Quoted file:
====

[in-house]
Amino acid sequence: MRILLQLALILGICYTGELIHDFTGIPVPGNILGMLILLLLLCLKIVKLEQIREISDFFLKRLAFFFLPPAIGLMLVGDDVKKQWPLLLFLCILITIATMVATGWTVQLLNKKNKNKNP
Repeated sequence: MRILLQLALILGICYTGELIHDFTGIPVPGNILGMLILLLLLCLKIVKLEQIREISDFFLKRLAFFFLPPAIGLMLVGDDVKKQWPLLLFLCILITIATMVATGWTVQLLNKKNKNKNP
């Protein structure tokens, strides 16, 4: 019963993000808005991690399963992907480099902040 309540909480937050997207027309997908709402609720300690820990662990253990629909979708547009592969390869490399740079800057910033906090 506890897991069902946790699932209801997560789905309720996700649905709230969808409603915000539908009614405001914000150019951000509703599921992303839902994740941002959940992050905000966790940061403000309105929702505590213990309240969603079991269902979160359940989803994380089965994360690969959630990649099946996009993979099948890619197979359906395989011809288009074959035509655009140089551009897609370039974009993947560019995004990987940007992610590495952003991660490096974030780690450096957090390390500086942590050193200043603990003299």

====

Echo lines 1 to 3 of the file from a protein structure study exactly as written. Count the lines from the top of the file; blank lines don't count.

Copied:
[in-house]
Amino acid sequence: MRILLQLALILGICYTGELIHDFTGIPVPGNILGMLILLLLLCLKIVKLEQIREISDFFLKRLAFFFLPPAIGLMLVGDDVKKQWPLLLFLCILITIATMVATGWTVQLLNKKNKNKNP
Repeated sequence: MRILLQLALILGICYTGELIHDFTGIPVPGNILGMLILLLLLCLKIVKLEQIREISDFFLKRLAFFFLPPAIGLMLVGDDVKKQWPLLLFLCILITIATMVATGWTVQLLNKKNKNKNP